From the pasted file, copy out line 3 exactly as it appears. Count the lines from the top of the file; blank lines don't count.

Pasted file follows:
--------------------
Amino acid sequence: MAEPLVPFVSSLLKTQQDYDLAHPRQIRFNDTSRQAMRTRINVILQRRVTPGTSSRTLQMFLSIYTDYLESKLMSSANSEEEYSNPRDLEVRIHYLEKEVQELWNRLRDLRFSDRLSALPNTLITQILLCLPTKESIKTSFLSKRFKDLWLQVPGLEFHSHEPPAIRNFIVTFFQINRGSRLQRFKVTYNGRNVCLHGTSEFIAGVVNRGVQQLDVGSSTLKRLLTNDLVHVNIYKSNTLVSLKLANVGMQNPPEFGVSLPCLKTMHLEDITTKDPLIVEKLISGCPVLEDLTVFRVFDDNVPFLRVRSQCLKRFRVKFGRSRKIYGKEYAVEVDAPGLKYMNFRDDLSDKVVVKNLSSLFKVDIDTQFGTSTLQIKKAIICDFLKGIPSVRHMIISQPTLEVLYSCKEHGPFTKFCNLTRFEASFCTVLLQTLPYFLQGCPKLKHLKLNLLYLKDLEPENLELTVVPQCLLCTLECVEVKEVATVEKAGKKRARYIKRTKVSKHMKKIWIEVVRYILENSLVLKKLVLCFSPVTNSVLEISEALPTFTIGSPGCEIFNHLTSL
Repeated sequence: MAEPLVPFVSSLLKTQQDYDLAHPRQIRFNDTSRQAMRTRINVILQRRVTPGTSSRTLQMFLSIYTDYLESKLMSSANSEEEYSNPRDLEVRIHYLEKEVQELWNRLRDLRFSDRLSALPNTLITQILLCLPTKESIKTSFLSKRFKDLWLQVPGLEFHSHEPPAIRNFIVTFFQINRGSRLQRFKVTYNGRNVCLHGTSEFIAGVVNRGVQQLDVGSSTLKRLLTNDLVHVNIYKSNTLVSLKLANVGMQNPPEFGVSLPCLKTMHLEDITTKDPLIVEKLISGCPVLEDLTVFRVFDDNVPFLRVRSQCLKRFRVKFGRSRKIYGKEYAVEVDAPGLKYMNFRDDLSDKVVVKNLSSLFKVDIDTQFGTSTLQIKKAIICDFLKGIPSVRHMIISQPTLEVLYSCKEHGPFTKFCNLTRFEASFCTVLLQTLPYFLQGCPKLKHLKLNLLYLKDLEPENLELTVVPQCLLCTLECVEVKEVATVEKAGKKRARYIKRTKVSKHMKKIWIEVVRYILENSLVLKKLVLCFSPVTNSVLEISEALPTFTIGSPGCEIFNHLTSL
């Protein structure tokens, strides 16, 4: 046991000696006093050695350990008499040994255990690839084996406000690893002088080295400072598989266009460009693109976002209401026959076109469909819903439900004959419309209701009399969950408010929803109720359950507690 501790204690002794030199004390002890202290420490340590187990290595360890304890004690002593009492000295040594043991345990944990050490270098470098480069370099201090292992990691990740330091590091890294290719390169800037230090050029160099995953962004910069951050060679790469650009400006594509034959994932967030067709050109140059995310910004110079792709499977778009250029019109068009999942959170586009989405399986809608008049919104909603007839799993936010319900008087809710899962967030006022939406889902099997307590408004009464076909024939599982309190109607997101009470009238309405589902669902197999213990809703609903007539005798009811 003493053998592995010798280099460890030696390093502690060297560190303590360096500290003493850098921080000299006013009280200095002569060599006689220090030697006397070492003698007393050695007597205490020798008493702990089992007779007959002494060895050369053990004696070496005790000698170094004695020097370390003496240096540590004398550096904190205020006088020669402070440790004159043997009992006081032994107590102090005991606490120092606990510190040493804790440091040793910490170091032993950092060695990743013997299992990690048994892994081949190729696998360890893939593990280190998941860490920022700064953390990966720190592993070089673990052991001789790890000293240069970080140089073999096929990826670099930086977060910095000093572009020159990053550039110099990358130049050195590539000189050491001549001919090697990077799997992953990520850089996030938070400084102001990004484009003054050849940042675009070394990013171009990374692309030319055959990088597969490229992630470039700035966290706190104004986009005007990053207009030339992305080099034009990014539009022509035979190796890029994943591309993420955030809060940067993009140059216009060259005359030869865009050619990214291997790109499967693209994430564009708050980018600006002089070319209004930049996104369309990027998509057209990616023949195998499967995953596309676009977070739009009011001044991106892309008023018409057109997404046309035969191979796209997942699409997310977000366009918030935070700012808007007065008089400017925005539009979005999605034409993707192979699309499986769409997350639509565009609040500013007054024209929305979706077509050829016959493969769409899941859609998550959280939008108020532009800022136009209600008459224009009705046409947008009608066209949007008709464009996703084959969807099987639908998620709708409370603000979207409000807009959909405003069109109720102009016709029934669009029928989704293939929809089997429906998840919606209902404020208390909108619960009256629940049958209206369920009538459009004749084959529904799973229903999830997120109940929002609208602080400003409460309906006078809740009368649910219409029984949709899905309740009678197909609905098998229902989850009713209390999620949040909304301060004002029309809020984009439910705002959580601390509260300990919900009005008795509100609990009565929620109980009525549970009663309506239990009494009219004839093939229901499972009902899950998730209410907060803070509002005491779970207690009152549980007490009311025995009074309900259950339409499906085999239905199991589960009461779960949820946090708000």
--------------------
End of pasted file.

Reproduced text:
């Protein structure tokens, strides 16, 4: 046991000696006093050695350990008499040994255990690839084996406000690893002088080295400072598989266009460009693109976002209401026959076109469909819903439900004959419309209701009399969950408010929803109720359950507690 501790204690002794030199004390002890202290420490340590187990290595360890304890004690002593009492000295040594043991345990944990050490270098470098480069370099201090292992990691990740330091590091890294290719390169800037230090050029160099995953962004910069951050060679790469650009400006594509034959994932967030067709050109140059995310910004110079792709499977778009250029019109068009999942959170586009989405399986809608008049919104909603007839799993936010319900008087809710899962967030006022939406889902099997307590408004009464076909024939599982309190109607997101009470009238309405589902669902197999213990809703609903007539005798009811 003493053998592995010798280099460890030696390093502690060297560190303590360096500290003493850098921080000299006013009280200095002569060599006689220090030697006397070492003698007393050695007597205490020798008493702990089992007779007959002494060895050369053990004696070496005790000698170094004695020097370390003496240096540590004398550096904190205020006088020669402070440790004159043997009992006081032994107590102090005991606490120092606990510190040493804790440091040793910490170091032993950092060695990743013997299992990690048994892994081949190729696998360890893939593990280190998941860490920022700064953390990966720190592993070089673990052991001789790890000293240069970080140089073999096929990826670099930086977060910095000093572009020159990053550039110099990358130049050195590539000189050491001549001919090697990077799997992953990520850089996030938070400084102001990004484009003054050849940042675009070394990013171009990374692309030319055959990088597969490229992630470039700035966290706190104004986009005007990053207009030339992305080099034009990014539009022509035979190796890029994943591309993420955030809060940067993009140059216009060259005359030869865009050619990214291997790109499967693209994430564009708050980018600006002089070319209004930049996104369309990027998509057209990616023949195998499967995953596309676009977070739009009011001044991106892309008023018409057109997404046309035969191979796209997942699409997310977000366009918030935070700012808007007065008089400017925005539009979005999605034409993707192979699309499986769409997350639509565009609040500013007054024209929305979706077509050829016959493969769409899941859609998550959280939008108020532009800022136009209600008459224009009705046409947008009608066209949007008709464009996703084959969807099987639908998620709708409370603000979207409000807009959909405003069109109720102009016709029934669009029928989704293939929809089997429906998840919606209902404020208390909108619960009256629940049958209206369920009538459009004749084959529904799973229903999830997120109940929002609208602080400003409460309906006078809740009368649910219409029984949709899905309740009678197909609905098998229902989850009713209390999620949040909304301060004002029309809020984009439910705002959580601390509260300990919900009005008795509100609990009565929620109980009525549970009663309506239990009494009219004839093939229901499972009902899950998730209410907060803070509002005491779970207690009152549980007490009311025995009074309900259950339409499906085999239905199991589960009461779960949820946090708000």